Anyone remember the days when the EU could "go whistle" for its divorce bill? When we weren't going to have a transition or, if we were, keep it to a few months and concede it as a favour to the EU? When free movement of people would end before that transition began? When we weren't going to sign a backstop that put a border in the Irish Sea or kept us in a customs union? When we were going to sign a backstop, but only so we could move on to negotiate our trade deal? When that trade deal was going to be ready to sign a "nanosecond" after leaving? When the transition was to be an "implementation" period to put that trade deal into effect?
UK  EU  Brexit  negotiations  dishonesty  misinformation  delusion  lies  exceptionalism  dctagged  dc:creator=LisJonathan 
march 2019 by petej
Seeking true happiness? Harness the power of negative thinking | André Spicer | Opinion | The Guardian
Perhaps the pessimism that infuses our age is not something we should recoil from or wallow in. Maybe pessimism could force us to realistically consider the worst-case scenario. Pessimism could help steel us against the inevitable anxieties that the future brings. A good dose of pessimism may actually motivate us in our attempts to address the problems we face. Pessimism could console and even free us. When mixed with some optimism, pessimism may help us to think more soberly and realistically about challenges that we face. Although being pessimistic is painful, it is certainly better than harbouring delusional fantasies about sunny uplands of the future.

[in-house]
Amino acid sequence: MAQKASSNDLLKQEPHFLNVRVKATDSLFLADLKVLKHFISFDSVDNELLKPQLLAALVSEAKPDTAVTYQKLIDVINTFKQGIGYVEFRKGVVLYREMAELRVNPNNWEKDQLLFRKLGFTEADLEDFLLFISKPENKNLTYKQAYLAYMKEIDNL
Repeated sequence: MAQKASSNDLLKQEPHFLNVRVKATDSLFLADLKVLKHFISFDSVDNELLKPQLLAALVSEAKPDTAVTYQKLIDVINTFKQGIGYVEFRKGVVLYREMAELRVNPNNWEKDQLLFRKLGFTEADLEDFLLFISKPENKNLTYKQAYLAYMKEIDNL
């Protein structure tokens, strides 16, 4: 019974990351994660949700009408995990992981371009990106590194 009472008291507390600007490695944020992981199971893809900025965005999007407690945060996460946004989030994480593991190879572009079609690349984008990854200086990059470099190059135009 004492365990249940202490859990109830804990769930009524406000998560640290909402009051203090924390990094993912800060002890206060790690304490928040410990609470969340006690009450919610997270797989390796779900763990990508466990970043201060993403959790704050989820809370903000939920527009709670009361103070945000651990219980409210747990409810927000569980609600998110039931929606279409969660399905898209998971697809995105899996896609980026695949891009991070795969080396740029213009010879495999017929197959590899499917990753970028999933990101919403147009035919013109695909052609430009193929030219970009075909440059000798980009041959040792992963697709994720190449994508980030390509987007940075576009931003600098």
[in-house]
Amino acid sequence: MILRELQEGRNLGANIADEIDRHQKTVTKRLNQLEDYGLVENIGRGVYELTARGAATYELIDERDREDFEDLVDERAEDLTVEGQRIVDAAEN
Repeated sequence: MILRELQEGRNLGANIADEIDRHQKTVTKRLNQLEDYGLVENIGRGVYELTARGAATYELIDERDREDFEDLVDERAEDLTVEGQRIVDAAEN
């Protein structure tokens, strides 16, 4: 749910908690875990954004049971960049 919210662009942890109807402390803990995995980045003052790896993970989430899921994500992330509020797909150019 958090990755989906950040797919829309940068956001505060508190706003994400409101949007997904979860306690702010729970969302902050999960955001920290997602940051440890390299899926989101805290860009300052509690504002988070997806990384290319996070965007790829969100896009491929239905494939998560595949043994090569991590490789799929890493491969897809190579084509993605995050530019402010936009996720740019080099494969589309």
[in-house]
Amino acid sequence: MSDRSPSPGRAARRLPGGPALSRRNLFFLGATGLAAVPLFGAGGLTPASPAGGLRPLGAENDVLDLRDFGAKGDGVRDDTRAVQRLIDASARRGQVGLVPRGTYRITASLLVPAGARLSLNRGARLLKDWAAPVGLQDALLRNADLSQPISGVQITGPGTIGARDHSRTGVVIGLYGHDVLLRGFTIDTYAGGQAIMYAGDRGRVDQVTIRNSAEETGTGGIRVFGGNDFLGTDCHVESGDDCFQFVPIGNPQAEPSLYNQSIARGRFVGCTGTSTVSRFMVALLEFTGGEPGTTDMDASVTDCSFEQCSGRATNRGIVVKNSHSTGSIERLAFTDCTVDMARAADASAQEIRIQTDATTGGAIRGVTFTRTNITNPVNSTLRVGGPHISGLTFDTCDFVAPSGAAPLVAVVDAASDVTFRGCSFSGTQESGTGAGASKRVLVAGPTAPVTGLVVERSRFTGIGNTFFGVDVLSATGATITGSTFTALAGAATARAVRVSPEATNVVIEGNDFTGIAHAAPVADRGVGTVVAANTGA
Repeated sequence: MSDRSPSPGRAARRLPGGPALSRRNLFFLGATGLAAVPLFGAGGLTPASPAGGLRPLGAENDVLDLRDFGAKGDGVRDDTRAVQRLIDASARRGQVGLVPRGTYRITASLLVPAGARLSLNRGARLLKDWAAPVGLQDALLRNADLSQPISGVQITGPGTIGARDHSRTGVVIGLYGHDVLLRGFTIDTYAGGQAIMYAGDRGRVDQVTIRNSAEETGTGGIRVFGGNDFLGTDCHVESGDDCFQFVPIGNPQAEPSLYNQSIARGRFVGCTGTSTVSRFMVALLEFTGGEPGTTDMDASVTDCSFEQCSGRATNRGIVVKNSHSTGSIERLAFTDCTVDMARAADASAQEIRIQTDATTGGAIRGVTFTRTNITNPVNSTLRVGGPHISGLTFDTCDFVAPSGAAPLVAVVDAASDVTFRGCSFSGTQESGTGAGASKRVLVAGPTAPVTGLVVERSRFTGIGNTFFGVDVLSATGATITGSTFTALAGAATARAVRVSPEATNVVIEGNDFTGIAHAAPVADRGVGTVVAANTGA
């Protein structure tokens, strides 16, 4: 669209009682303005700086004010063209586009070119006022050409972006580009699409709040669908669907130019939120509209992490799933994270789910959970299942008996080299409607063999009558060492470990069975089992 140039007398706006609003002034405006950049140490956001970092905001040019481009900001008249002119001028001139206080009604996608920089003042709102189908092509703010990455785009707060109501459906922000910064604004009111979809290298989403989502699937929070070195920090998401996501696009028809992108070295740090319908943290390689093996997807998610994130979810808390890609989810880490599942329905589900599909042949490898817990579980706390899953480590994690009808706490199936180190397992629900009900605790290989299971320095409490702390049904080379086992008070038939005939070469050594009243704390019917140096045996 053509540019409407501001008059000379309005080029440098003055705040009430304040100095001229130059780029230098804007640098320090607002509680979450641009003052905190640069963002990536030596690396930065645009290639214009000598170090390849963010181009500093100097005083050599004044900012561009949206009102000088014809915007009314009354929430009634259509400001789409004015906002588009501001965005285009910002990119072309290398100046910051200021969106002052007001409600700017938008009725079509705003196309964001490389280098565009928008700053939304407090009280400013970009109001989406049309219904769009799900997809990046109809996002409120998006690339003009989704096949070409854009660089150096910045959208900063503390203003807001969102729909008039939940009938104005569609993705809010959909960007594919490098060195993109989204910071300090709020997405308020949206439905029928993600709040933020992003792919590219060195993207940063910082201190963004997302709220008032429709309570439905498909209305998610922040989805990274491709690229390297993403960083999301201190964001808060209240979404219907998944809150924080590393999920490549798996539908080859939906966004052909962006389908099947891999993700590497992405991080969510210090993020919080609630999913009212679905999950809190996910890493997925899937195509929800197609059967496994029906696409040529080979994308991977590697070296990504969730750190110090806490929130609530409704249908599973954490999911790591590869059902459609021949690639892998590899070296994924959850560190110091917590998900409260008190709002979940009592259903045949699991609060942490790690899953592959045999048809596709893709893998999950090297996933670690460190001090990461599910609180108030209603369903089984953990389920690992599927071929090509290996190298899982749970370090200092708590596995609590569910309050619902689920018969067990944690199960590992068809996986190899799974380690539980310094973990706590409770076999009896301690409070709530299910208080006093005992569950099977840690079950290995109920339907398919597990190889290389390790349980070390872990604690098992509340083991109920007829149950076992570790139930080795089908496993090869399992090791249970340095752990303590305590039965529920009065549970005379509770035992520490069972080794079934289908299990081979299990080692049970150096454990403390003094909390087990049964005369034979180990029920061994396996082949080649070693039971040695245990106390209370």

pessimism  delusion  dctagged  dc:creator=SpicerAndre  psychology  philosophy 
march 2019 by petej
Britain needs a day of reckoning. Brexit will provide it | Nesrine Malik | Opinion | The Guardian
It has laid bare our political class, squirming pathetically and uselessly under the micro-scrutiny of Brexit. To paraphrase Jeff Bezos, Brexit rolled over the log and we saw what crawled out. The cavalier incompetence of David Davis, the dissimulating of Boris Johnson, the utter pointlessness of Michael Gove, the existence of Jacob Rees-Mogg and the dishonest and regressive elitism he represents. We have seen ministers entrusted with the future of the country learn on the job, and then flee the scene – revealing Westminster in general, and the Tories in particular, as a Ponzi scheme, a confidence trick. We now realise that the business of serious politics in this country rewards those whose only skill is keeping up the appearance of having a skill.
UK  Brexit  politics  delusion  decline  polarisation  division  exceptionalism  inequality  immigration  climateChange 
february 2019 by petej

Copy this bookmark:

to read